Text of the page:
Donald Trump’s embattled campaign chairman Paul Manafort resigns

Paul Manafort, resigned amid increasing questions about his work for a pro-Russia political party

WASHINGTON, D.C. — Donald Trump’s embattled campaign chairman, Paul Manafort, resigned Friday amid increasing questions about his work for a pro-Russia political party in Ukraine.

The resignation comes two days after Manafort lost much of his power in a leadership shakeup that included the introduction of a new chief operating officer and a campaign manager, filling roles that had been in Manafort’s hands.

“This morning Paul Manafort offered, and I accepted, his resignation from the campaign,” Trump said in a statement. “I am very appreciative for his great work in helping to get us where we are today, and in particular his work guiding us through the delegate and convention process. Paul is a true professional and I wish him the greatest success.”

Manafort had essentially taken control of Trump’s campaign in June, after a power struggle that led to the ouster of campaign manager Corey Lewandowski. But his efforts to rein in some of Trump’s most controversial tendencies were seen as a failure. And Trump himself eventually lost confidence in Manafort, believing he was leaking information to the press, according to Barry Bennett, a former campaign senior adviser who continues to support Trump.

“He does not like to be leaked about. (Trump is) quite open to discussions, but he doesn’t like to read the staff thoughts in the paper,” Bennett said after Wednesday’s shakeup.

Trump is trailing Democratic presidential nominee Hillary Clinton in polls nationally and in key swing states where his campaign lacks organization. Its first television ads of the general election went up Friday, about two months after Clinton began airing general-election ads.

But Manafort also became a source of continuing controversy for the campaign in his own right.

On Sunday, The New York Times reported that handwritten ledgers indicated that Manafort and associated firms received $12.7 million in undisclosed cash payments from a pro-Russia political party tied to former Ukraine President Viktor F. Yanukovych.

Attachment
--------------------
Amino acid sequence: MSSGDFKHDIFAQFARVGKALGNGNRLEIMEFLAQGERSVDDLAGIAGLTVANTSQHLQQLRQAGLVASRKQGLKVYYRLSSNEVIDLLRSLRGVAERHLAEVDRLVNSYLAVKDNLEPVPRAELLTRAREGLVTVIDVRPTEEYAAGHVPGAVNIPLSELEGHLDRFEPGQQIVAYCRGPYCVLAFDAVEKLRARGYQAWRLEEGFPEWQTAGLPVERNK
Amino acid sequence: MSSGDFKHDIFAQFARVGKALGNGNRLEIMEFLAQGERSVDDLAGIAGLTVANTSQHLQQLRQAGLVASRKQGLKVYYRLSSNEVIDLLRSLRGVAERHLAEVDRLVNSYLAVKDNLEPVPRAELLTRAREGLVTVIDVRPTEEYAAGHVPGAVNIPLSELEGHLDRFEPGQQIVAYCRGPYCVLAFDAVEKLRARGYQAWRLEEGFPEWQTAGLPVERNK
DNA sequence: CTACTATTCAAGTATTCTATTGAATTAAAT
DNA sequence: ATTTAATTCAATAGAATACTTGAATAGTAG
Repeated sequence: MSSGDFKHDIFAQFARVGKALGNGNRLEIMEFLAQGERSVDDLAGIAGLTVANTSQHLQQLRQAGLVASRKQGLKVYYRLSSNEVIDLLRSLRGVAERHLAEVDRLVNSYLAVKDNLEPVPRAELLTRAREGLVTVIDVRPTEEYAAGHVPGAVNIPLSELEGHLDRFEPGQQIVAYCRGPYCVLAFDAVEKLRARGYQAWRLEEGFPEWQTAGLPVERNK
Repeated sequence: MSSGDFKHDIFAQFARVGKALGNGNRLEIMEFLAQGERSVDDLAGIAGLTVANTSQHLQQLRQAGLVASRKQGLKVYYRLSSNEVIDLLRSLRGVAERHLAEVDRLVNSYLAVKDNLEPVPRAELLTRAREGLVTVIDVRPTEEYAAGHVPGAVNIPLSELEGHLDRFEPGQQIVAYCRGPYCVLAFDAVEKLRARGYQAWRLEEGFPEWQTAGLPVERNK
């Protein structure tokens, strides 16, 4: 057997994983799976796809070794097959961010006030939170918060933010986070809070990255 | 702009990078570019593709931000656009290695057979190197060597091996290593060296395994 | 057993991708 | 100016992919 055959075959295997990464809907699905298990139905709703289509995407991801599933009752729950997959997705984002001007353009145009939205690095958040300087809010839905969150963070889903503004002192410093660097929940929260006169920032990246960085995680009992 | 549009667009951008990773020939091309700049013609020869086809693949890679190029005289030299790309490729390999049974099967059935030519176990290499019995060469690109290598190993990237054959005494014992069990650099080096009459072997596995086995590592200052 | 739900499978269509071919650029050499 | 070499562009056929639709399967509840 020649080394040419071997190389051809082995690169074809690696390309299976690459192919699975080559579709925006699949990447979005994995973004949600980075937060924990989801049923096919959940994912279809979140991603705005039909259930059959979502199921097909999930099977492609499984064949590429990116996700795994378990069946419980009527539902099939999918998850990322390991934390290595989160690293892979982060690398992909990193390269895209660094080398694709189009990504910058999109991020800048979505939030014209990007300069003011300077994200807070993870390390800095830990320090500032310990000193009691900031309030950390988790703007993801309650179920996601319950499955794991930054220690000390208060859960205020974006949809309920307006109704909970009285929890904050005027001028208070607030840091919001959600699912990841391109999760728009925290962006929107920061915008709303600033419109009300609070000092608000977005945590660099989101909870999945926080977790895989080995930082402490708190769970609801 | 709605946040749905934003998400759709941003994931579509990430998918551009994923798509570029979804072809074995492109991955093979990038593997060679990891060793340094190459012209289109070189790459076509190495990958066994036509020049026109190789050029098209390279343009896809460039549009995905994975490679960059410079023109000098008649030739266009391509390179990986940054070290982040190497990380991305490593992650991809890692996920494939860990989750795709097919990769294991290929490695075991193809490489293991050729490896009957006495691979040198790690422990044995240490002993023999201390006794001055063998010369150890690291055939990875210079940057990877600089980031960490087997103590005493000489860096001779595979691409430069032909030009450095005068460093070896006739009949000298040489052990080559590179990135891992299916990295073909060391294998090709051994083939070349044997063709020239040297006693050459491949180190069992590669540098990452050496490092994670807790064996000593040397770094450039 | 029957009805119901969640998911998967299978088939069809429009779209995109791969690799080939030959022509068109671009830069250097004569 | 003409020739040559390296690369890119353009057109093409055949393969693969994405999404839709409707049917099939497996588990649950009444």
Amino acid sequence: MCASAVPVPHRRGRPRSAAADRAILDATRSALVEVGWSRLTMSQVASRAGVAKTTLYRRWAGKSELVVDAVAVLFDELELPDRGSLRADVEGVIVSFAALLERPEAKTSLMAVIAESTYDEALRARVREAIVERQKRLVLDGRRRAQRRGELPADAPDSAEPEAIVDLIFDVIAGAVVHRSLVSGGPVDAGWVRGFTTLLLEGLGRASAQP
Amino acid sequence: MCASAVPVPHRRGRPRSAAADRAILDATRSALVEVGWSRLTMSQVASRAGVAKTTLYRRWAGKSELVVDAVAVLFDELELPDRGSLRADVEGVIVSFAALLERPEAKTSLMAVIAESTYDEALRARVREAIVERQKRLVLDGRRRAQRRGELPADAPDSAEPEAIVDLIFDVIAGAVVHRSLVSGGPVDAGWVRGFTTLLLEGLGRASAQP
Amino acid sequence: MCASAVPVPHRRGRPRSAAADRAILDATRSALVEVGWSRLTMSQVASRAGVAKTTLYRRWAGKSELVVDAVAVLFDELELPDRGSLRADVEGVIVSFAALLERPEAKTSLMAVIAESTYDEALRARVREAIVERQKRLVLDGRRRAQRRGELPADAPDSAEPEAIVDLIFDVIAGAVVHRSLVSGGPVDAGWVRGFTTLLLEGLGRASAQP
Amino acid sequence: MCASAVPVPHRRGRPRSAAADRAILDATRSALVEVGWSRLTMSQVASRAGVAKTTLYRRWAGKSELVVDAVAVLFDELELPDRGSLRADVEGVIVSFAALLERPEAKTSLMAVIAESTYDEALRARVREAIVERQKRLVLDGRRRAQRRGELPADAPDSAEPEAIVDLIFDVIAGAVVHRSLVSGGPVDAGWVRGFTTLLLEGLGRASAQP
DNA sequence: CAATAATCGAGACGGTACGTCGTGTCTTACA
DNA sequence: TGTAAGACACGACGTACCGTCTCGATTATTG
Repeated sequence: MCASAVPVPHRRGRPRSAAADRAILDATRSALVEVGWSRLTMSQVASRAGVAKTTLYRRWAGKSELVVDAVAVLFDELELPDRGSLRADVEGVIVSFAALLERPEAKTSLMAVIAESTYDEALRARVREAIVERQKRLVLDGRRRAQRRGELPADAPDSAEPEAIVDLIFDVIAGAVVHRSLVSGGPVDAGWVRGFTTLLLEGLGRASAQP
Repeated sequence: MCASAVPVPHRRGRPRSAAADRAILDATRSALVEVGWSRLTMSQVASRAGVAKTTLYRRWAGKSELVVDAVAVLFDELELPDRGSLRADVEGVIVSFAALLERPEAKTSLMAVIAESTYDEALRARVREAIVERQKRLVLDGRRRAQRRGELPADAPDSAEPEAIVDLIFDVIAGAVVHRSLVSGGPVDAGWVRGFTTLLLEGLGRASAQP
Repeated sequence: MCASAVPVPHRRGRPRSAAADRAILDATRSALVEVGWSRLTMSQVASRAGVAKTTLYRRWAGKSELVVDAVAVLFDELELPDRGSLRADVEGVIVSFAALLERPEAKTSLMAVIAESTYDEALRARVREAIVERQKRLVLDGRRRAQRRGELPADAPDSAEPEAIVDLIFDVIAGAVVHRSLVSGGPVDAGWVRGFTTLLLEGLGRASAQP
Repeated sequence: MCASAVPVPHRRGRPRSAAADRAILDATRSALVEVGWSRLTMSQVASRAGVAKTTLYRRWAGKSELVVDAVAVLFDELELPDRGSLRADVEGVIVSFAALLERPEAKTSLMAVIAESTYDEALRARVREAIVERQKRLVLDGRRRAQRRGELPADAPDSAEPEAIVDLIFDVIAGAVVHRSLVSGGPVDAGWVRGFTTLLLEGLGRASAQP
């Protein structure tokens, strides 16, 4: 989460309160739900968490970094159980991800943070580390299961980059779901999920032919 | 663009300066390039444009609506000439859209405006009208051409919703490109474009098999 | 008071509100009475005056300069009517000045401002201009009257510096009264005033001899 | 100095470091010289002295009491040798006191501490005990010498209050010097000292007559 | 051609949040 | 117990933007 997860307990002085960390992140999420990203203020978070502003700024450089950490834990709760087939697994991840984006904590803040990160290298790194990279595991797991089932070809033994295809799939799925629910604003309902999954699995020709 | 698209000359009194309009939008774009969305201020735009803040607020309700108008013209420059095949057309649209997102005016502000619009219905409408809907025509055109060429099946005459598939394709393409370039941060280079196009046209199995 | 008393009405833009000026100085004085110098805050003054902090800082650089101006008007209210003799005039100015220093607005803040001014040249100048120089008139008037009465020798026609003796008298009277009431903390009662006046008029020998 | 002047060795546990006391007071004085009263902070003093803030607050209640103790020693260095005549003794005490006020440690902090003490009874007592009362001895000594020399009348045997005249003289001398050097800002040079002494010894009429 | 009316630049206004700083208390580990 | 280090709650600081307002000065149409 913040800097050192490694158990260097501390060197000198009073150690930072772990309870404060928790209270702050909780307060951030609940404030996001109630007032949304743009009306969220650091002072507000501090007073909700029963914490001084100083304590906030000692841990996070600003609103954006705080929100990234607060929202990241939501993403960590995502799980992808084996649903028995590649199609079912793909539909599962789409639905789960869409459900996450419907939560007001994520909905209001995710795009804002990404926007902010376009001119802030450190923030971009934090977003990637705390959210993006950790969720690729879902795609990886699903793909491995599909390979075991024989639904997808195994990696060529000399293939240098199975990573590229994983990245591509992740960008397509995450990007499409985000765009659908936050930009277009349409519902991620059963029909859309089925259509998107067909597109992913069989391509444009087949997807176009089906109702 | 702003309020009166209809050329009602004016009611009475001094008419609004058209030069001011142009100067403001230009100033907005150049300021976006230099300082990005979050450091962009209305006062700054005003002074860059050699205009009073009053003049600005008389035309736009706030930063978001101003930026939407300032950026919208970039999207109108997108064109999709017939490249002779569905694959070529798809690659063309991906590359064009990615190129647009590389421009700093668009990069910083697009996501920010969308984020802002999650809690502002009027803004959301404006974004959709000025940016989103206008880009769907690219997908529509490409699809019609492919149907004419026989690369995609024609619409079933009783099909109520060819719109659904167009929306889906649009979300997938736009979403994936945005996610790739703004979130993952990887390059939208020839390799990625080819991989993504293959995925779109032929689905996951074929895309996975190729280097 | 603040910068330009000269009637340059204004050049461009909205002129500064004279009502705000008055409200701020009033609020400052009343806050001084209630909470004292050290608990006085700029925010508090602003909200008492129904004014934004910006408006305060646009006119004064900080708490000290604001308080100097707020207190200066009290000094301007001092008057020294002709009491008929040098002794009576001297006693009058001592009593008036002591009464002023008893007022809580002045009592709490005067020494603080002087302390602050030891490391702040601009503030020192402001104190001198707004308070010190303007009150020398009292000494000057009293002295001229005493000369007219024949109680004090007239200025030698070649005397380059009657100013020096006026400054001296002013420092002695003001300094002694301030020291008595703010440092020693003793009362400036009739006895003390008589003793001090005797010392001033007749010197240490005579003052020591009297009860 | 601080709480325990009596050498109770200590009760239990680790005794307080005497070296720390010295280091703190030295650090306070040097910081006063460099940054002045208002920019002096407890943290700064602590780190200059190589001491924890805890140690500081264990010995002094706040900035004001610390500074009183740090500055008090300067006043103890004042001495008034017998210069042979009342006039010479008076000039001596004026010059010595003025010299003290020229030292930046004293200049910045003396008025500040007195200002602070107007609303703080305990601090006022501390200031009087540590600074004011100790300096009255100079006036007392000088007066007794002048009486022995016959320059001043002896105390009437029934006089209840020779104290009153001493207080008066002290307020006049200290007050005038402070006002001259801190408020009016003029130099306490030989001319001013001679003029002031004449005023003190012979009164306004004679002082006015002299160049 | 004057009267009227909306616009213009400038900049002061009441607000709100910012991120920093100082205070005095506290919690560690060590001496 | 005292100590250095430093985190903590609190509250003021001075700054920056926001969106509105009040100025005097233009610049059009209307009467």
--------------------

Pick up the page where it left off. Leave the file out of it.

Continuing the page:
Manafort’s consulting work for Yanukovych was already public. But the Times reported records of cash payments between 2007 to 2012 that were not previously disclosed. It said the ledgers were discovered by a Ukrainian anticorruption bureau as “part of an illegal off-the-books system whose recipients also included election officials.”

The Times report said criminal investigators are separately looking into a network of “offshore shell companies that helped members of Mr. Yanukovych’s inner circle finance their lavish lifestyles.” One such transaction, the newspaper reported, involved an $18 million cable television deal put together by Manafort. The paper reported that Manafort is not the target of the probe.

“The suggestion that I accepted cash payments is unfounded, silly and nonsensical,” Manafort said in a statement Monday. “In addition, as the article points out hesitantly, every government official interviewed states I have done nothing wrong, and there is no evidence of ‘cash payments’ made to me by any official in Ukraine.”

Trump’s son Eric said in an interview to air on Fox News this weekend that his father wanted to avoid being “distracted by whatever things Paul was dealing with.”

Trump’s supportive comments of Russian President Vladimir Putin had already drawn criticism.

Manafort also drew particular scrutiny after the GOP platform, approved last month, eliminated a call to arm Ukraine in its fight with Russia, which seized the Crimean Peninsula in 2014 and has supported separatists in eastern Ukraine.

Later in the week there was more, including an Associated Press report Thursday, citing internal emails, disclosing that Manafort’s firm waged a covert lobbying effort for Ukraine’s ruling party aimed at influencing American public opinion. The report said Manafort and Rick Gates, his deputy in his consulting work and on the Trump campaign, did not register as foreign agents, a requirement for those lobbying on behalf of foreign leaders or parties.

Hillary Clinton’s campaign rushed to assert that Manafort’s resignation would not end Trump’s admiration of Putin as a “strong leader.”

“Paul Manafort’s resignation is a clear admission that the disturbing connections between Donald Trump’s team and pro-Kremlin elements in Russia and Ukraine are untenable,” Clinton campaign manager Robby Mook said in a statement. “You can get rid of Manafort, but that doesn’t end the odd bromance Trump has with Putin.”